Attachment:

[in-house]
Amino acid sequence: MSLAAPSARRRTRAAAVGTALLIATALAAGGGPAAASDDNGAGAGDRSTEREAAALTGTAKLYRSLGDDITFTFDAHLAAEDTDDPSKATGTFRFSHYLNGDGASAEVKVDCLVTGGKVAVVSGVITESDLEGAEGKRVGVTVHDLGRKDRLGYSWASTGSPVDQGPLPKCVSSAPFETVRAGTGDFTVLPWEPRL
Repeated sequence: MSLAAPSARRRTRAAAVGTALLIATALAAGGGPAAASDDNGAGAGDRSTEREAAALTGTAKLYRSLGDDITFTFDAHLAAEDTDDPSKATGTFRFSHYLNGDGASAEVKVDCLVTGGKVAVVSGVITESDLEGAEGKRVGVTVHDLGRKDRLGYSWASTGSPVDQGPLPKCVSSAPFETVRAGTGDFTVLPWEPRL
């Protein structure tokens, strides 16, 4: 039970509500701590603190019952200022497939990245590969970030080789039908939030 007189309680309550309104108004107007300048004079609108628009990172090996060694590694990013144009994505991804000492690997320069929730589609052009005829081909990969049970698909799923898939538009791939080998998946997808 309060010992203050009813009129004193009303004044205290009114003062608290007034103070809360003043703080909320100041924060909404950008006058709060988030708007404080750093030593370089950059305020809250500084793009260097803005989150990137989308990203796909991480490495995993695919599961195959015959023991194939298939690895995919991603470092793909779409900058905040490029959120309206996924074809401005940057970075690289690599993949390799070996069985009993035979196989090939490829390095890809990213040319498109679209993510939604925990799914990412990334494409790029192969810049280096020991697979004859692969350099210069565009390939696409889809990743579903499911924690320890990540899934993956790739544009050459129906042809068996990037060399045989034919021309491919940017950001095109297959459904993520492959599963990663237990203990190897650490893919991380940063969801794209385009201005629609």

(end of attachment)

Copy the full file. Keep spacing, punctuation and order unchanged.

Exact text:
[in-house]
Amino acid sequence: MSLAAPSARRRTRAAAVGTALLIATALAAGGGPAAASDDNGAGAGDRSTEREAAALTGTAKLYRSLGDDITFTFDAHLAAEDTDDPSKATGTFRFSHYLNGDGASAEVKVDCLVTGGKVAVVSGVITESDLEGAEGKRVGVTVHDLGRKDRLGYSWASTGSPVDQGPLPKCVSSAPFETVRAGTGDFTVLPWEPRL
Repeated sequence: MSLAAPSARRRTRAAAVGTALLIATALAAGGGPAAASDDNGAGAGDRSTEREAAALTGTAKLYRSLGDDITFTFDAHLAAEDTDDPSKATGTFRFSHYLNGDGASAEVKVDCLVTGGKVAVVSGVITESDLEGAEGKRVGVTVHDLGRKDRLGYSWASTGSPVDQGPLPKCVSSAPFETVRAGTGDFTVLPWEPRL
């Protein structure tokens, strides 16, 4: 039970509500701590603190019952200022497939990245590969970030080789039908939030 007189309680309550309104108004107007300048004079609108628009990172090996060694590694990013144009994505991804000492690997320069929730589609052009005829081909990969049970698909799923898939538009791939080998998946997808 309060010992203050009813009129004193009303004044205290009114003062608290007034103070809360003043703080909320100041924060909404950008006058709060988030708007404080750093030593370089950059305020809250500084793009260097803005989150990137989308990203796909991480490495995993695919599961195959015959023991194939298939690895995919991603470092793909779409900058905040490029959120309206996924074809401005940057970075690289690599993949390799070996069985009993035979196989090939490829390095890809990213040319498109679209993510939604925990799914990412990334494409790029192969810049280096020991697979004859692969350099210069565009390939696409889809990743579903499911924690320890990540899934993956790739544009050459129906042809068996990037060399045989034919021309491919940017950001095109297959459904993520492959599963990663237990203990190897650490893919991380940063969801794209385009201005629609």